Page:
These are just two ideas that can help the account move forward. Even if the client doesn’t want to implement, you will get the discussion started and show that you are thinking ahead.
On the flip side, when you are seeing poor performance, get out in front of it. No matter what, it’s stressful to speak with clients when results aren’t good. It’s much better to be proactive by both addressing the issues and providing solutions.
This proactivity helps to show clients that you are just as invested in the well being of the account as they are. Though this interaction can be tense in the short term, it will help improve the long-term partnership.
Adhere To The Sundown Rule
Just as you get frustrated when a service provider doesn’t return your message in a prompt manner, so do clients. The sundown rules state that you should respond to client messages by the end of the day (sundown). It doesn’t mean you have to provide a complete answer by end of day, especially if the inquiry involves research, but you should confirm receipt of the message and when you will be providing a more in-depth response.
I would even go as far to say that all emails sent during work hours should be responded to within no more than two hours. Take for example a client who emails at 9:30 a.m. and doesn’t receive a response until 4:00 p.m. That client has now waited all day for your response, potentially impacting other initiatives. Perhaps the client had a question about last month’s PPC spend as he compared marketing budgets across all channels. Or, waiting on your response may not have been a deterrent at all, but it would have been nice to receive.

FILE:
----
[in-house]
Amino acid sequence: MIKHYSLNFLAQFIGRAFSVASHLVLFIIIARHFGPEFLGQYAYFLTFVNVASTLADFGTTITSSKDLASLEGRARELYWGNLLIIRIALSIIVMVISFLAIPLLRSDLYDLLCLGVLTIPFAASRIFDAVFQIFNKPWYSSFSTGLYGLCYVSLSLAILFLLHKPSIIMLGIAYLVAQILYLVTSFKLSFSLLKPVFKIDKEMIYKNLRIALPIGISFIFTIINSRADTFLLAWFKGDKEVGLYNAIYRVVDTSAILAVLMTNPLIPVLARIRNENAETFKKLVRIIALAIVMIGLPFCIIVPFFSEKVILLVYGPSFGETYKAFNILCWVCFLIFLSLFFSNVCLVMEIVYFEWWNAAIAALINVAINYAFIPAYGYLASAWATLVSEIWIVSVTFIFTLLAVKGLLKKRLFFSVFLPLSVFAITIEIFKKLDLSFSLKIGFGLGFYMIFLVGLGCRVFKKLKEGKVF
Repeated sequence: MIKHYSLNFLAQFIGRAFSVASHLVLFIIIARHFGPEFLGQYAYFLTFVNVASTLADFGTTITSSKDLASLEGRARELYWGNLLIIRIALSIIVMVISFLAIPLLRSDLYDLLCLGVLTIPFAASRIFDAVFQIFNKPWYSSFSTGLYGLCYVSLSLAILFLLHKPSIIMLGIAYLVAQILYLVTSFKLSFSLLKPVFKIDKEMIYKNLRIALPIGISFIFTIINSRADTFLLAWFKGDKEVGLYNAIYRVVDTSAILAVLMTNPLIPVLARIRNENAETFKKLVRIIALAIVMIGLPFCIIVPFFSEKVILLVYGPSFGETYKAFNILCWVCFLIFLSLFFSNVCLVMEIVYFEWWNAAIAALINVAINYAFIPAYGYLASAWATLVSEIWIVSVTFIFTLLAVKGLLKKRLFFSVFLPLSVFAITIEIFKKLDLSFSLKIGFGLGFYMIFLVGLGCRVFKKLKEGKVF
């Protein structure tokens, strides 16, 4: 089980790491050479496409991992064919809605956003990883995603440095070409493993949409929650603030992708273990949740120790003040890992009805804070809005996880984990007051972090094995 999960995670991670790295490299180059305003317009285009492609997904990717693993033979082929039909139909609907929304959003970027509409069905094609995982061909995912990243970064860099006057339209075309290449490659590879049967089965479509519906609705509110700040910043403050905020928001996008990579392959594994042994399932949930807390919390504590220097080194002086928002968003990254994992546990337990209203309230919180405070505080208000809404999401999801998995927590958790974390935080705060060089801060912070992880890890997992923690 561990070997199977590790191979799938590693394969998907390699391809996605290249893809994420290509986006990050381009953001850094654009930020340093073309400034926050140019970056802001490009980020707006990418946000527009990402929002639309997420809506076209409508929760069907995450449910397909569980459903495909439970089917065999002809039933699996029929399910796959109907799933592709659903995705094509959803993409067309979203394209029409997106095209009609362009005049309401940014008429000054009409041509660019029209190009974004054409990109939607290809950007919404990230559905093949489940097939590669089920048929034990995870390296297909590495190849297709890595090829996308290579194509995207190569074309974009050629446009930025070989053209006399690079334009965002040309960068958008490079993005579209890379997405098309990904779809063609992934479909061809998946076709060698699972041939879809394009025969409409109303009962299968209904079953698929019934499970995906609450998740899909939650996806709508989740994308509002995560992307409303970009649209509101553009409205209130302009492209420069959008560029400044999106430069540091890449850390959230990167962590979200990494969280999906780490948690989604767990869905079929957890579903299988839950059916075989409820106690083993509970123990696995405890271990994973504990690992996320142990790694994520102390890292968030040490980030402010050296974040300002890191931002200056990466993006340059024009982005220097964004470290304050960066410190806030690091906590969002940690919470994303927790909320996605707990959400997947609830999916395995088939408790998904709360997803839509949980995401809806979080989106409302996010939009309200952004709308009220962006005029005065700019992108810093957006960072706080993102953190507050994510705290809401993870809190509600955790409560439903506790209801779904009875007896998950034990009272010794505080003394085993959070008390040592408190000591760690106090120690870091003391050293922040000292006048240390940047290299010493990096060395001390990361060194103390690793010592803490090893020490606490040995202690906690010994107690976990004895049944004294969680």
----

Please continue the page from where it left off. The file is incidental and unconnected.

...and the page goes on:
By responding in a prompt manner, you acknowledge that your client’s time is valuable and, again, show that you are just as invested in the account.
No matter how good you are at tactical PPC management, superior client relations will always remain the main driver for improving partnerships. As I mentioned at the beginning, both the account manager and client are accountable for improving the experience.
As an account manager, you should be looking out for your clients’ best interests and showing that you genuinely care about account success. You should also be setting expectations for how they can best help you.
Opinions expressed in this article are those of the guest author and not necessarily Marketing Land. Staff authors are listed here.